Swedish Firm Nilar Receives EUR 47 Million Loan to Demonstrate Viability of NiMH Batteries

published: 2020-10-28 18:30 | editor: | category: News

Sweden-based battery developer Nilar International AB has received a loan of EUR 47 million (USD 55.45 million) from the European Investment Bank (EIB) to expand its production capacity and boost its R&D capability. The signing of the loan agreement took place on October 5.

The European Commission has established a funding program known as Horizon 2020 to foster technological collaborations between the public and private sectors in many fields such as renewable energy. The loan that EIB is providing to Nilar comes from the budget of Horizon 2020 and is the result of InnovFin, which is a joint initiative of EIB and the European Commission to support technology firms in the region. Nilar’s efforts to commercialize its advanced battery technology are designated as an InnovFin Energy Demonstration Project.

Nilar’s offerings are nickel-metal hydride (NiMH) batteries with an improved bipolar design. NiMH batteries on the whole have several advantages. They have an energy density comparable to that of lithium-ion (Li-ion) batteries and are environment-friendly due to lack of toxic metals. Furthermore, they are profitable and easy to recycle. In terms of drawbacks, NiMH batteries have a high self-discharge rate and are subject to voltage depression that has the effect of “capacity loss” over time.

Nilar claims that their bipolar modular NiMH batteries experience less capacity loss and are also less energy intensive to manufacture than Li-ion batteries. The company further says that its technology is suitable for the mainstream market segments and application areas. Energy storage systems based on Nilar’s technology can be deployed in homes, businesses, factories, and power grids. For now, Nilar is focusing on renewable energy systems, backup power equipment, and electric vehicles.

A Nilar battery module comprises 10 cells, each having a positive electrode, a separator, and a negative electrode. The reason why it is called “bipolar” is that cells are laid on top of each other horizontally with a metallic bi-plate in between. Nilar points out that this configuration leads to uniformity in heat generation, current, and resistance paths. The module therefore has a relatively long lifespan since all of its cells age at the same rate.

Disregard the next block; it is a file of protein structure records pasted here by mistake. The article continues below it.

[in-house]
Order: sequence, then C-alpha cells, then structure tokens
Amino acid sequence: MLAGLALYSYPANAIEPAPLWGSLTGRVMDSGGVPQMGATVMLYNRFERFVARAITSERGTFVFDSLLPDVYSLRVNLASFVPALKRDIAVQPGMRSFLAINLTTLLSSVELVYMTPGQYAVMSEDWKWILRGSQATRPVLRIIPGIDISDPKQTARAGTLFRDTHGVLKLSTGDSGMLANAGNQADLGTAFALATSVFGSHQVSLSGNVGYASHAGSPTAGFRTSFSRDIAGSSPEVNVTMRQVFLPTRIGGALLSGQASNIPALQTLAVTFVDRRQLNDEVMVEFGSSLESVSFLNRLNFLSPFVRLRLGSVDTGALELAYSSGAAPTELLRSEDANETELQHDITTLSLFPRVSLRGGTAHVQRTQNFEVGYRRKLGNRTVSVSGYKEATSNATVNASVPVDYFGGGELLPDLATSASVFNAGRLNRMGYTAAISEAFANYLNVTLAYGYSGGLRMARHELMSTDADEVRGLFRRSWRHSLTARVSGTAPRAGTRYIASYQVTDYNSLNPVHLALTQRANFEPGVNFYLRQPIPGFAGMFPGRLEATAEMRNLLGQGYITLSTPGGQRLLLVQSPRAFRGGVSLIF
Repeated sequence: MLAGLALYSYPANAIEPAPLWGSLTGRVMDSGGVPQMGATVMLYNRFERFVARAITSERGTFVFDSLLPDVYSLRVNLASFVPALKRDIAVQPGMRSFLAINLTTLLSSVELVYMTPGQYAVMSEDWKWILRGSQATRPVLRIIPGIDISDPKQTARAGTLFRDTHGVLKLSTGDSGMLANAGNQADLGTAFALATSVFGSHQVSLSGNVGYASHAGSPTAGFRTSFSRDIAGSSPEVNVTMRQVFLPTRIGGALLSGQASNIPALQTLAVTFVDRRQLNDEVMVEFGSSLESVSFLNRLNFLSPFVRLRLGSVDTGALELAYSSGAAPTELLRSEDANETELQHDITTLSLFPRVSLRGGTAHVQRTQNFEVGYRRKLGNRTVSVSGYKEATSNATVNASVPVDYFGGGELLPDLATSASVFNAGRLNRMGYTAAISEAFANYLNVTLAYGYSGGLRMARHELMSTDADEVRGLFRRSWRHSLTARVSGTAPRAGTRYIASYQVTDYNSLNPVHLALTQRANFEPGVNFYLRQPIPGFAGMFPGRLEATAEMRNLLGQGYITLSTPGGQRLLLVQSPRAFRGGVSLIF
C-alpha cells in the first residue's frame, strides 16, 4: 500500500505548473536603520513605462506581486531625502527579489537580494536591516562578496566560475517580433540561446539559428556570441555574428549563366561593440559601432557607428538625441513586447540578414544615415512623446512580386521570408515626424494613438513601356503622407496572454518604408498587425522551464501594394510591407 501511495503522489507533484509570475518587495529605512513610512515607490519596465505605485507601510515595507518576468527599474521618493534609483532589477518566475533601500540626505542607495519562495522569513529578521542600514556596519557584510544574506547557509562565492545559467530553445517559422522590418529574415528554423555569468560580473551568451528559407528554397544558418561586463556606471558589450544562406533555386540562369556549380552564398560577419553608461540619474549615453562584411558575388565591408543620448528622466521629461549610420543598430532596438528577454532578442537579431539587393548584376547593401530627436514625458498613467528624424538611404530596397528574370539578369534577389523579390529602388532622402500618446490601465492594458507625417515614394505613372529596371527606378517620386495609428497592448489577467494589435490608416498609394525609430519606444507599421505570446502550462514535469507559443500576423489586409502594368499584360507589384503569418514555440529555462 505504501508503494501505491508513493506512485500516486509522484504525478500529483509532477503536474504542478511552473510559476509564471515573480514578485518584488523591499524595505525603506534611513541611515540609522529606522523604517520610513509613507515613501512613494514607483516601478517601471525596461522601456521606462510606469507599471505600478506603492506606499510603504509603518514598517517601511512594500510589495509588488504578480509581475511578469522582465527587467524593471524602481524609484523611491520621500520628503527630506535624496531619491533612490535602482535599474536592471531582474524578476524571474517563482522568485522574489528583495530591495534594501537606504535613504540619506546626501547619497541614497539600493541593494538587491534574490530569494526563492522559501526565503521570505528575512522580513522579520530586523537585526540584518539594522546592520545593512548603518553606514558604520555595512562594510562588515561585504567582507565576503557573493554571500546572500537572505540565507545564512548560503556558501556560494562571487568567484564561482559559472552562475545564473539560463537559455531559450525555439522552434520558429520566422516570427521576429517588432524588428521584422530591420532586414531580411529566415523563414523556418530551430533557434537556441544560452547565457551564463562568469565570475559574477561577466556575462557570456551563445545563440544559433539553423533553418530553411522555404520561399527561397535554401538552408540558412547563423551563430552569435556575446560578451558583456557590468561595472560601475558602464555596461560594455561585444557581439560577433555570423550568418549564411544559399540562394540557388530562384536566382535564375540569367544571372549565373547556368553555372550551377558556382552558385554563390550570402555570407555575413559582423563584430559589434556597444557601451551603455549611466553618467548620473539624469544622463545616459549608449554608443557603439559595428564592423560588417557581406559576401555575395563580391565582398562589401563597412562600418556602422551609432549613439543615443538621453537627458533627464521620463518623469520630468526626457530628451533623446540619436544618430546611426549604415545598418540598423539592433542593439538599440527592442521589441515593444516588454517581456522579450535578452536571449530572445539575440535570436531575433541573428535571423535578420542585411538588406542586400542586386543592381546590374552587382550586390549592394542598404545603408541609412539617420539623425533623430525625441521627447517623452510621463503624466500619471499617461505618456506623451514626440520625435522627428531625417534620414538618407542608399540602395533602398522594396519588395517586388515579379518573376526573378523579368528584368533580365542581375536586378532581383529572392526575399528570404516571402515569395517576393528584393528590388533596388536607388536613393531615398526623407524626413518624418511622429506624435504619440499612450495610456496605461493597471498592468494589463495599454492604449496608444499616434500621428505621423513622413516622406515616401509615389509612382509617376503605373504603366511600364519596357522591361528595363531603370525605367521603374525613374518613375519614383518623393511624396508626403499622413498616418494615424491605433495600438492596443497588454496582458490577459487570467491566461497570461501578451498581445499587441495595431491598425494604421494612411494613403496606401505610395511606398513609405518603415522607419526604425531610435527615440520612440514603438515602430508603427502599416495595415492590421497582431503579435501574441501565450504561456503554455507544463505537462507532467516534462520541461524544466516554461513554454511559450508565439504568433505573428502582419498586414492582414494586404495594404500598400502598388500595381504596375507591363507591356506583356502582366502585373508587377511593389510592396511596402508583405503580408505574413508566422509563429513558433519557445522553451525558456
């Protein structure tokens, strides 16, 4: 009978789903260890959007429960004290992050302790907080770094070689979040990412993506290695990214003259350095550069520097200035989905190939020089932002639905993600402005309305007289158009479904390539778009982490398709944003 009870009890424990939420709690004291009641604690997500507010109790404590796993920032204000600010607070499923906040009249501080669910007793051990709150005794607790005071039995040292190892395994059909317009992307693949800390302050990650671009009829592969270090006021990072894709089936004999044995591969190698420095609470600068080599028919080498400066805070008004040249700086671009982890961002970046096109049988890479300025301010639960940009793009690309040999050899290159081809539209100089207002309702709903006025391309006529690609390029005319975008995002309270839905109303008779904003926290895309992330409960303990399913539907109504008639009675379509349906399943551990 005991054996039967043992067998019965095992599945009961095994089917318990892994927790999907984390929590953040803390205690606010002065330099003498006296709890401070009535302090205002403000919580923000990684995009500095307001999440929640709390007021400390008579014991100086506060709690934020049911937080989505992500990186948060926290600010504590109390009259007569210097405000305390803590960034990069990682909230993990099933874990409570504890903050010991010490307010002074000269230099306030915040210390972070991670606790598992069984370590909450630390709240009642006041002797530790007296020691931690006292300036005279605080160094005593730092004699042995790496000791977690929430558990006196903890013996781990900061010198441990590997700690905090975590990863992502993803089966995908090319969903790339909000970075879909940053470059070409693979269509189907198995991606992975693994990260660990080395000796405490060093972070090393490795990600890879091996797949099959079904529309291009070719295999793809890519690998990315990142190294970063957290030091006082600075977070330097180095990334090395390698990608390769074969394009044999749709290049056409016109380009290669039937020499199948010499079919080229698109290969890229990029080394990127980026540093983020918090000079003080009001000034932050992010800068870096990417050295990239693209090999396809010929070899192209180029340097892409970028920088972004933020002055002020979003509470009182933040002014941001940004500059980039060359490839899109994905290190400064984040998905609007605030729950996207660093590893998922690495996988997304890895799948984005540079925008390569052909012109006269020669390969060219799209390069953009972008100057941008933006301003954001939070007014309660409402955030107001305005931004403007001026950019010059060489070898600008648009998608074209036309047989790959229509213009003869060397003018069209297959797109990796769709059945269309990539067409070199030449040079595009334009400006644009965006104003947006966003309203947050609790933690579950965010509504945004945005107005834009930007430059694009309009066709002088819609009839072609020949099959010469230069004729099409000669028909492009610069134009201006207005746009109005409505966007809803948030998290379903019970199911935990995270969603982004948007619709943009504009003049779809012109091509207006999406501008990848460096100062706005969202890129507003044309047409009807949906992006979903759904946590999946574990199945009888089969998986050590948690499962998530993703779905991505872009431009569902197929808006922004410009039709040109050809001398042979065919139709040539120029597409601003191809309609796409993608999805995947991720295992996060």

Headquartered in Stockholm, Nilar began product development in 2001 and set up its first serial production line in 2014. According to the company’s website, its first commercially available bipolar NiMH battery was developed at its R&D center in the US city of Denver. It also has a sales office there. Presently, Nilar’s main laboratory and state-of-the-art production plant are located in the Swedish city of Gävle. The plant is touted to be powered 100% by renewable energy.

Nilar plans to use the loan to accelerate the development of commercial production and lower costs by expanding the scale of its operations. In particular, the facilities in Gävle will undertake further upgrades and capacity expansions thanks to the funding and support from the European Commission.

Mariya Gabriel, European Commissioner for Innovation, Research, Culture, Education and Youth, commented that projects under InnovFin and Horizon 2020 can make enormous contribution to the advancement of renewable technologies. Gabriel noted that many services and products related to renewable technologies and used by today’s consumers were just theories or concepts a few years ago. In the near future, homeowners will be able to store excess renewable electricity and use it later for purposes such as charging their electric vehicles. All in all, Gabriel believes that R&D and innovations have led to rapid progress and will continue to play a vital part in the de-carbonization trend.

Thomas Östros, VP of EIB, was at the signing ceremony and stated that the loan to Nilar follows the bank’s support of Northvolt AB in its debt financing. Northvolt is another Swedish battery manufacturer that sought funding to build two gigafactories for Li-ion battery production.

Östros added that EIB is glad to back another Swedish project, and that Nilar’s innovative battery technology is expected to make a significant contribution to the adoption of renewable energies in people’s daily lives. As an institution that aligns with the EU’s climate policy, EIB is fully behind Nilar’s efforts.

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